(Note: The author of this fundamental analysis is a financial writer and portfolio manager. He and his clients own shares of TSLA.)
Tesla Inc. (TSLA) bears must be scratching their heads and wondering what just happened. They got the terrible news they had been waiting for when Tesla announced awful Model 3 delivery numbers for the fourth quarter of 2017. To make the dire situation even better for the bears, Tesla announced it was now targeting production of only 2,500 Model 3s per week by the end of the first quarter, down from the target of 5,000 per week. This pushes the 5,000 units per week out to the end of the second quarter. (For more, see also: Tesla Model 3 Production Slashed 75% at Cowen.)
Tesla's stock price hardly went down on the terrible Model 3 production news, finishing January 4 down only 1%, and perhaps speaks to the resiliency of the bulls. After all, the bull story hinges on the success of the Model 3, Tesla's newest 4-door sedan being built for the masses, starting at only $35,000. The Model 3 is part of the reason why the stock is up by nearly 40% over the past 52 weeks.
The ability for Tesla stock to not fall sharply speaks to the resiliency of the bulls, and their ability to look at Tesla on a much longer-term basis, not investing in the stock for a short-term catalyst. This creates a dilemma for the bears as the recent bad news should have sent shares sharply lower, but for a brief moment on Thursday, January 4, the stock declined by nearly 4% before snapping back. The bears must be asking themselves what it is going to take from this point forward to see shares of Tesla fall and give back the significant gains seen over the past year.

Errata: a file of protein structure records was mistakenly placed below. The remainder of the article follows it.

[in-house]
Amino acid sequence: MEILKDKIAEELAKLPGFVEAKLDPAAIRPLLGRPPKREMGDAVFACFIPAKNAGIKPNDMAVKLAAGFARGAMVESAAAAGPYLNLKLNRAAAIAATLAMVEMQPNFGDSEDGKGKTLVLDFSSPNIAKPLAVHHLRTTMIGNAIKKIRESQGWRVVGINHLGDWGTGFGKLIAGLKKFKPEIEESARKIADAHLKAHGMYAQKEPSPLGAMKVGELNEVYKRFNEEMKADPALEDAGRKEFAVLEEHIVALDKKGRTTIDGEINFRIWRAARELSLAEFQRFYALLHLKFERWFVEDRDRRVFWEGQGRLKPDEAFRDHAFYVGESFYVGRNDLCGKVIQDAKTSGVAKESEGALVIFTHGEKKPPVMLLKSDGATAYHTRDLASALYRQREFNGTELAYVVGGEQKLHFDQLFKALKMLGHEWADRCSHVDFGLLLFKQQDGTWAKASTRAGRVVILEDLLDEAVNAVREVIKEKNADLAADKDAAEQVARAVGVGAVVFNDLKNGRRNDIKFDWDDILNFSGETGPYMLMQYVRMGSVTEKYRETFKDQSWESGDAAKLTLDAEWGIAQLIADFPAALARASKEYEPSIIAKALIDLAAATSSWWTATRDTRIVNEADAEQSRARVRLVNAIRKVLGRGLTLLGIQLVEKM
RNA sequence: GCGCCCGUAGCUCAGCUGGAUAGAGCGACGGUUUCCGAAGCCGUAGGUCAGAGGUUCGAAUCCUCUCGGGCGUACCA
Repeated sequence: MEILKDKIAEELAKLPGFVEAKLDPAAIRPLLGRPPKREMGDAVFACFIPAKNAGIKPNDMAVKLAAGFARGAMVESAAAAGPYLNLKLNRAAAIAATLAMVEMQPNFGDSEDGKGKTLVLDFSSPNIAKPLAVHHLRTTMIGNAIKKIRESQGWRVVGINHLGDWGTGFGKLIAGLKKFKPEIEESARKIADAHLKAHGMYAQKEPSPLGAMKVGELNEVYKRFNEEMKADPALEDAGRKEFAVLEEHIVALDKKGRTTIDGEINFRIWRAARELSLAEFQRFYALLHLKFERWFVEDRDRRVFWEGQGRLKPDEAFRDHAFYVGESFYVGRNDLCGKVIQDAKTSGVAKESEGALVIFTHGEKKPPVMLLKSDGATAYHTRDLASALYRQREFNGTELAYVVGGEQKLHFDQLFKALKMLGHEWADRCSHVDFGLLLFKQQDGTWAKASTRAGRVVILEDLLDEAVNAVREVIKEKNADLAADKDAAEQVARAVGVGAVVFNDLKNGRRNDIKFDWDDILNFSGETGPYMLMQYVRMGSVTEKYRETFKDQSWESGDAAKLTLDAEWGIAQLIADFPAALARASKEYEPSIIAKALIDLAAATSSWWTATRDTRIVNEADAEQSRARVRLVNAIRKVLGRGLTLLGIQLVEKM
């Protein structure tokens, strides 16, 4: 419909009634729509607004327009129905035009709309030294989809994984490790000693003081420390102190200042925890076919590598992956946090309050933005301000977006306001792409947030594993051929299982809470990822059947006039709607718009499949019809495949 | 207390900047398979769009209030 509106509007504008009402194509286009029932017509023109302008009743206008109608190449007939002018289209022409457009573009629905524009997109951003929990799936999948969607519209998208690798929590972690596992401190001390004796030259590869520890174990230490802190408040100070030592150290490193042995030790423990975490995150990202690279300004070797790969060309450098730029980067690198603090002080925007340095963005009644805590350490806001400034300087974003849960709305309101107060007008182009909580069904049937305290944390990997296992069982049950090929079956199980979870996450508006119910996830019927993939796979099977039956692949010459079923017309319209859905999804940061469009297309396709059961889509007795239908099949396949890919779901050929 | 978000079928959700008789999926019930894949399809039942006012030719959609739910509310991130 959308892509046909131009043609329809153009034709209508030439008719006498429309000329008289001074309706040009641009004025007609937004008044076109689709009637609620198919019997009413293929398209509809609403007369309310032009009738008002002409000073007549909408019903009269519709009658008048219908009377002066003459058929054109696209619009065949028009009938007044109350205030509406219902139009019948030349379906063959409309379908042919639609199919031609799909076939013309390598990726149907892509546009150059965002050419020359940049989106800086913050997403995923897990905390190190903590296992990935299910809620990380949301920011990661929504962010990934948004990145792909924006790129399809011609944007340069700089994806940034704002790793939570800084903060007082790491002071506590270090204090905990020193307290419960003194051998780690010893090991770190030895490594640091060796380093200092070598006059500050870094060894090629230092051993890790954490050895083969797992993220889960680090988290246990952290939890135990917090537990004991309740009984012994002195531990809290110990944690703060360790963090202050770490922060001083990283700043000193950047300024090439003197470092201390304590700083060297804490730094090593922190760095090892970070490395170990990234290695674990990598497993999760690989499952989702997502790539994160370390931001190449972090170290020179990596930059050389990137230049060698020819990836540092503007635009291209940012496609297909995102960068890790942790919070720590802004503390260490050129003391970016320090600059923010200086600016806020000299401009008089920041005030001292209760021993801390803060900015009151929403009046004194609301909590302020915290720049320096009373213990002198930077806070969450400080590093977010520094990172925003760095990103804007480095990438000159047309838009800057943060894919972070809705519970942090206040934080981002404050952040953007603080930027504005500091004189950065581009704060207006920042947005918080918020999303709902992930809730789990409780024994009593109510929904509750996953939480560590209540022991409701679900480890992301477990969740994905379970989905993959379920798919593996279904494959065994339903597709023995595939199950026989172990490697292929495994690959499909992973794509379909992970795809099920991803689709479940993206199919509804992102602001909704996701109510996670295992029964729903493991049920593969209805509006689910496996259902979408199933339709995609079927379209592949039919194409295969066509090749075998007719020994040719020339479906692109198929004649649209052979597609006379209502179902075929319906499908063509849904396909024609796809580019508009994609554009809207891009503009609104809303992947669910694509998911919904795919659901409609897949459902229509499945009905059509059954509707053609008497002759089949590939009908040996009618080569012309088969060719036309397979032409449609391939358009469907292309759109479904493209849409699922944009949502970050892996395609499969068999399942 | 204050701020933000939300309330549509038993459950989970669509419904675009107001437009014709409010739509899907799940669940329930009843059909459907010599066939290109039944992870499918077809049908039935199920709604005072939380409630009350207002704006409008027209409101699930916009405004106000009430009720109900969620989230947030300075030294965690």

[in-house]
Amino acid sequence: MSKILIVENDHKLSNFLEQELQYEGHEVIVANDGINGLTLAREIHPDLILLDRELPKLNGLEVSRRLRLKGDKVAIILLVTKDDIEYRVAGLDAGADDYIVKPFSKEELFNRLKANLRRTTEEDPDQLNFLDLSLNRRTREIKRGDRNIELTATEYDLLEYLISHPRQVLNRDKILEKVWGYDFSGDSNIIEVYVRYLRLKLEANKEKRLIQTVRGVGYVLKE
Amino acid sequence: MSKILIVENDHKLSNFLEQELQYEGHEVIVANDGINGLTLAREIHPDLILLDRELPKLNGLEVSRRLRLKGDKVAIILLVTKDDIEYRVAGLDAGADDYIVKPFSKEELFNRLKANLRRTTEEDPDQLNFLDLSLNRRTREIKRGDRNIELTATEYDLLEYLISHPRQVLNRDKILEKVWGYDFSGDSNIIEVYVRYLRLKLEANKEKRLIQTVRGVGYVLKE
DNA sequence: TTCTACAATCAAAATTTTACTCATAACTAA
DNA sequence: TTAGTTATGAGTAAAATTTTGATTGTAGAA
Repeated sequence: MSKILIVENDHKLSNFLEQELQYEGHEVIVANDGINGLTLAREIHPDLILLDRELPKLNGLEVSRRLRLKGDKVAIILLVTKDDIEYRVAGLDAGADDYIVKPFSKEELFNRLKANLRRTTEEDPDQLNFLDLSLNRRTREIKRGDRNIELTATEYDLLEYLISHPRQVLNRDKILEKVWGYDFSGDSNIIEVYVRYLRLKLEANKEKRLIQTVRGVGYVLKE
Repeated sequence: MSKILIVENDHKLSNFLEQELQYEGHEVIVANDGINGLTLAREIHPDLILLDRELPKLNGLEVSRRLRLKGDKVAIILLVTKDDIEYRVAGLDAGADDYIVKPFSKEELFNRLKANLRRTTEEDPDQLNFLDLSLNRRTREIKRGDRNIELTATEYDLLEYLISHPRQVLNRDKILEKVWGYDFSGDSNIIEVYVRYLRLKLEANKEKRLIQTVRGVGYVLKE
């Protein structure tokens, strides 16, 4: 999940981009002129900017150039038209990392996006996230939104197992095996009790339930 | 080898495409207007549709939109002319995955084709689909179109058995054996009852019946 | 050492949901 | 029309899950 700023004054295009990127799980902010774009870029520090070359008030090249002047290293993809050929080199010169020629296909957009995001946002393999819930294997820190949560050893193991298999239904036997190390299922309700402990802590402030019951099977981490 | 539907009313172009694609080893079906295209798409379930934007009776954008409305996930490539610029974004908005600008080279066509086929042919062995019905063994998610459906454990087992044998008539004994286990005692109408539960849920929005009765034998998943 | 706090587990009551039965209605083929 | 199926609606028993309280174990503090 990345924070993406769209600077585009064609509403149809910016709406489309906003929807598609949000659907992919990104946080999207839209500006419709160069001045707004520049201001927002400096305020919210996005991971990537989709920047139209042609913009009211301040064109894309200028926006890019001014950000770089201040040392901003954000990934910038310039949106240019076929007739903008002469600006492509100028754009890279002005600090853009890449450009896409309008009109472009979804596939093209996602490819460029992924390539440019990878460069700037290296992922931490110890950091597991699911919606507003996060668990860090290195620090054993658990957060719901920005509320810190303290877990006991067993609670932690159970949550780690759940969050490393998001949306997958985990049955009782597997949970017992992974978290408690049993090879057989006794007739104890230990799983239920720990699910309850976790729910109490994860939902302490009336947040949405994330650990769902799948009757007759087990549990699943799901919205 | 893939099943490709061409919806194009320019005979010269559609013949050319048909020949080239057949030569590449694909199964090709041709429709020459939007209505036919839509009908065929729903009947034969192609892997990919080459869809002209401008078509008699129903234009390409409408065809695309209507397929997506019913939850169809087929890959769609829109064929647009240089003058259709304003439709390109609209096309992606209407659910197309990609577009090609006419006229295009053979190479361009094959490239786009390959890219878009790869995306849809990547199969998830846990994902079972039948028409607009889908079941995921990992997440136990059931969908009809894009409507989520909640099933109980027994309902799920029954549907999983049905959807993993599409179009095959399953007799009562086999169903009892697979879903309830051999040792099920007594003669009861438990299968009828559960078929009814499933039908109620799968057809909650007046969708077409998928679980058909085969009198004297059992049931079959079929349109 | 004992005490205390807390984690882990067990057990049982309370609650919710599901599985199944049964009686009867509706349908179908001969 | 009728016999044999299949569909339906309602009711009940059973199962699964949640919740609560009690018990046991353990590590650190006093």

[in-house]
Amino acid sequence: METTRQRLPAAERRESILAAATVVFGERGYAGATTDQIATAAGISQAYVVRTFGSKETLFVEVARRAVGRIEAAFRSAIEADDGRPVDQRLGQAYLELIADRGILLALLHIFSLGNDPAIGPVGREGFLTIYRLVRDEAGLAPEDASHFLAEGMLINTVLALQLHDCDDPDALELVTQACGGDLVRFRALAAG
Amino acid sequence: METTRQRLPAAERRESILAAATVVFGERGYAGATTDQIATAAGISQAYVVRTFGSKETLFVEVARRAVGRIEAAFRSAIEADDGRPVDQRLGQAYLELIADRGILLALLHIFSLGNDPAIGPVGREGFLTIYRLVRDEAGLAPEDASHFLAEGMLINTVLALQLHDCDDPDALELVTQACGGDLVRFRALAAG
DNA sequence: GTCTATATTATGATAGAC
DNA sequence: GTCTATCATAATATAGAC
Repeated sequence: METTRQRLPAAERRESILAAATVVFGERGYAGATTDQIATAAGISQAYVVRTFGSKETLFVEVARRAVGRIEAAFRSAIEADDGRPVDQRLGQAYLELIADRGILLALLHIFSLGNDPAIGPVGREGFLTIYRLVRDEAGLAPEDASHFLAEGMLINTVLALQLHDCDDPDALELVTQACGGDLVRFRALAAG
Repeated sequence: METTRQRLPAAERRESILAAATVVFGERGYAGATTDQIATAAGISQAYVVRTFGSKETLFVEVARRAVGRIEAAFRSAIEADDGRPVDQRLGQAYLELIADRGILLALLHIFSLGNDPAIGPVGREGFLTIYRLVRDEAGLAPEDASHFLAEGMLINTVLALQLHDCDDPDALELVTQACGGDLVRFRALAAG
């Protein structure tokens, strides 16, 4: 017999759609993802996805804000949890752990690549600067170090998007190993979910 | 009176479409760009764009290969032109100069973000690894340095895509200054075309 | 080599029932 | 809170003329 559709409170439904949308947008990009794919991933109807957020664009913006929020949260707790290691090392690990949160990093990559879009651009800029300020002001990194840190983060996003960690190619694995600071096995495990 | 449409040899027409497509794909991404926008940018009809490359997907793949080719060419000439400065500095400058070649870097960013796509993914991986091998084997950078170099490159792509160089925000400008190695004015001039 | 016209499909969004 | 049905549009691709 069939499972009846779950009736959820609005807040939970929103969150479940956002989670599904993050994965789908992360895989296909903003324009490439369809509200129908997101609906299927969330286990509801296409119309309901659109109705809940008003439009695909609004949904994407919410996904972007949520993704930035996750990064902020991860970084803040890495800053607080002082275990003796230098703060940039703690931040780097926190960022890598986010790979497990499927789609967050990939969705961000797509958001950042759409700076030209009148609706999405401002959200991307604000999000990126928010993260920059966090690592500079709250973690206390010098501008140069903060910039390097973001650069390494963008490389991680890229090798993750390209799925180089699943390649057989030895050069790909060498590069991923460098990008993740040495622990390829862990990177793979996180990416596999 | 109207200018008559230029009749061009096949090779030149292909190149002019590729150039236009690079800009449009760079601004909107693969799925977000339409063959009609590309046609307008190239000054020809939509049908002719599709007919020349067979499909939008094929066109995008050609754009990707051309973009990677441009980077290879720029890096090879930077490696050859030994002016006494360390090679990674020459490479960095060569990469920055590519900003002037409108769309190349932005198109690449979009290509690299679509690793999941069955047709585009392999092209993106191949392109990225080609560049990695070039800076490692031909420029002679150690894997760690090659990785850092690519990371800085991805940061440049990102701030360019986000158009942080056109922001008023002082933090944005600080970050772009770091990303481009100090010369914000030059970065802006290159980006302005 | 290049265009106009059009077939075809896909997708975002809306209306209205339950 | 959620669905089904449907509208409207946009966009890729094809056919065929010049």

The stock has solid technical support around $300 going back to early November, when the company reported disappointing third-quarter results and announced the first delay in the production timing of the Model 3 ramp up. (For related reading, see: Former GM Exec Says Tesla Will Go Bust by 2019.)
One Last Trick
The bears have perhaps one last trick up their selves, and that could come when the company reports its fourth-quarter results. All eyes will be focused on cash flow and cash burn rates. If Tesla shows investors it is burning cash at a much higher rate than expected and that the company may need to come to market yet another time to raise funds to keep the operation afloat, it could spook even some of the most resilient bulls.
But should that fail to alarm the bulls, then the bears have to wonder if anything ever will.
Michael Kramer is the Founder of Mott Capital Management LLC, a registered investment adviser, and the manager of the company's actively managed, long-only Thematic Growth Portfolio. Kramer typically buys and holds stocks for a duration of three to five years. Click here for Kramer's bio and his portfolio's holdings. Information presented is for educational purposes only and does not intend to make an offer or solicitation for the sale or purchase of any specific securities, investments, or investment strategies. Investments involve risk and unless otherwise stated, are not guaranteed. Be sure to first consult with a qualified financial adviser and/or tax professional before implementing any strategy discussed herein. Upon request, the advisor will provide a list of all recommendations made during the past twelve months. Past performance is not indicative of future performance.